Walter N. Champion, who is engaged in general farming on section 23, Osceola township, owns and cultivates one hundred and sixty acres of rich and arable land and also is farming another tract of eighty acres. He was born on the 15 of May, 1876, on the farm which is still his home, his parents being Edward H. and Hannah E. (Drawyer) Champion, the former a native of Pennsylvania and the latter of New York. They were married, however, in this county and for a number of years they resided on a farm northwest of Bradford but eventually purchased the place upon which Walter N. Champion now resides. The father added many improvements to the property and there remained until his death. His wife has also passed away. They had a family of eight children but only two of the number are now living, Walter N. and Henry, the latter located near Modena, Illinois.
Spending his youthful days under the parental roof, Walter N. Champion became a public school pupil and his practical business training was received under the direction of his father. He early began work in the fields and upon the death of his parents he took over the old home property, comprising one hundred and sixty acres of excellent farming land. This he now carefully cultivates, its further development occupying his time and energies together with the cultivation of an eighty-acre tract which belongs to his two children.
In the year 1900 Mr. Champion was married to Miss Clara N. Imes and they had four children: Isla, now deceased; one who died in infancy; Nolan Arnold and Verna Marie, both at home. The parents attend the Methodist Episcopal church and guide their lives according to its teachings. In politics Mr. Champion is an earnest republican and fraternally is connected with the Independent Order of Odd Fellows. He and his wife are hospitable people and their home is ever open for the reception of the many friends that they have in their section of the county. Mr. Champion has been a lifelong resident of Osceola township and has therefore witnessed much of its growth and development as the work of improvement has been carried forward, bringing about a notable transformation.
[Stark County, Illinois and its People: A record of settlement, organization, progress and achievement, published 1916, p. 254-259. Contributed by Karen Seeman]
Joseph Chase, who for a number of years has figured prominently in connection with the public affairs of Stark county, having served both as county clerk and circuit clerk, was born near Toulon on the 28th of October, 1854, and is therefore a representative of one of the pioneer families of this district. He, too, has long been a witness of the changes which have occurred here and has borne an active and helpful part in the work of general progress and inprovement. His father, Peleg Chase, was a native of Saratoga county, New York, and a son of John Chase, who was numbered among the early settlers of Saratoga county and was of English descent. Peleg Chase was reared in his native county and there married Fanny M. Taber, who was born in that county. In 1853 they removed westward to Illinois and established their home in Toulon township, Stark county, where Mr. Chase purchased land on which only slight improvements had been made. He immediately began the active work of the farm and carried on agricultural pursuits there with good success until 1865, when he disposed of his property and removed to Toulon, where he spent his last years, his death here occurring in 1871. His wife long survived him, passing away about 1910. Their family numbered but two children, one of whom, John Chase, is now a contractor and builder of Toulon.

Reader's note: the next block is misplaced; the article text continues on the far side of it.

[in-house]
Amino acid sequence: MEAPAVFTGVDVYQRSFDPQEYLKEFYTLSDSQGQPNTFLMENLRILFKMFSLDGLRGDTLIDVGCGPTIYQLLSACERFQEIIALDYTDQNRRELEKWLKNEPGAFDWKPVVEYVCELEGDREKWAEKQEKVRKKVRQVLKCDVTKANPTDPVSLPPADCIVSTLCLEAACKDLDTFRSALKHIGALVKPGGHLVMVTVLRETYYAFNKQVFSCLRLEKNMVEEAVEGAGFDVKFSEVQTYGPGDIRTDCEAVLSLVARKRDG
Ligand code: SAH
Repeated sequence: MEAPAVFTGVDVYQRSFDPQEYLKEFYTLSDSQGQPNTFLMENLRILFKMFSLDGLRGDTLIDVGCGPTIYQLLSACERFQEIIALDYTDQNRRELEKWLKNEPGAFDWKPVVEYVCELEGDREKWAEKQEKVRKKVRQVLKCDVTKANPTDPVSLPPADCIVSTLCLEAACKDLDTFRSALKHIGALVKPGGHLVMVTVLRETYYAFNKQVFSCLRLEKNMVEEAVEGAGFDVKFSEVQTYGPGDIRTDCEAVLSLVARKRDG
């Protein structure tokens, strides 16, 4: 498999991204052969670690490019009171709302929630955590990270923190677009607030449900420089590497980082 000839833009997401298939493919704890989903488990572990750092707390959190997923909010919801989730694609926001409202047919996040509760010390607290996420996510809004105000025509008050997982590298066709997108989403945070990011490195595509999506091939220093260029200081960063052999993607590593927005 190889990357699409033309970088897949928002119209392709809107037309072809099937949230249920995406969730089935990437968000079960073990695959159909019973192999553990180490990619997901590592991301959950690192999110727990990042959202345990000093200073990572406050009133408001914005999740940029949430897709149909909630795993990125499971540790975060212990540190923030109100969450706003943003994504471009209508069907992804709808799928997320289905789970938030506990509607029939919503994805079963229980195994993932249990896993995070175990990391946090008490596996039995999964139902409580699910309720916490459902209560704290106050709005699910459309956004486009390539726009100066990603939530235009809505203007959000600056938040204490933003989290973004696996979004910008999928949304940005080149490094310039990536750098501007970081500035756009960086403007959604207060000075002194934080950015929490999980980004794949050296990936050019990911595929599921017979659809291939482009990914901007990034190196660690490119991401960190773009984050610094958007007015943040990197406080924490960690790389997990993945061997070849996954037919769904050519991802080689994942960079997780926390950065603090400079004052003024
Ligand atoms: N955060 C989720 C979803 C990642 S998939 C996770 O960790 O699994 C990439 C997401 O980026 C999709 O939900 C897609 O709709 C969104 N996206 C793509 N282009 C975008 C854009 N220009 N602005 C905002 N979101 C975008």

Joseph Chase was reared in Stark county and in the pursuit of his education attended Westfield College and also Hedding College at Abingdon, Illinois. He taught for seven winter terms in the home schools and also for one fall term but later concentrated his attention upon agricultural pursuits, owning and cultivating a tract of land of one hundred and sixty acres in Toulon township. He lived upon that place for a few years, after which he sold the property and bought a farm in the southern part of the county, continuing to devote his time and energies there to the tilling of the soil for seven years. He then removed to Toulon and sold his farm in 1908. In 1890 he was nominated and elected to the office of county clerk, entering upon the duties of the position in 1890 for a four years' term. He then retired from office but after two years, or in 1896, was elected by the republican party to the office of circuit clerk, in which position he served for four years and was then reelected for another term. He has been a member of the town board, has acted as its president and is still a member of the city countil of Toulon. His public duties have been discharged in a notably prompt, efficient and creditable manner, his services proving of value to the community. He has at differenet times bought and owned farms and he and his wife are now owners of four hundred acres of land all in one body and all well imrpoved, constituting a valuable and productive property.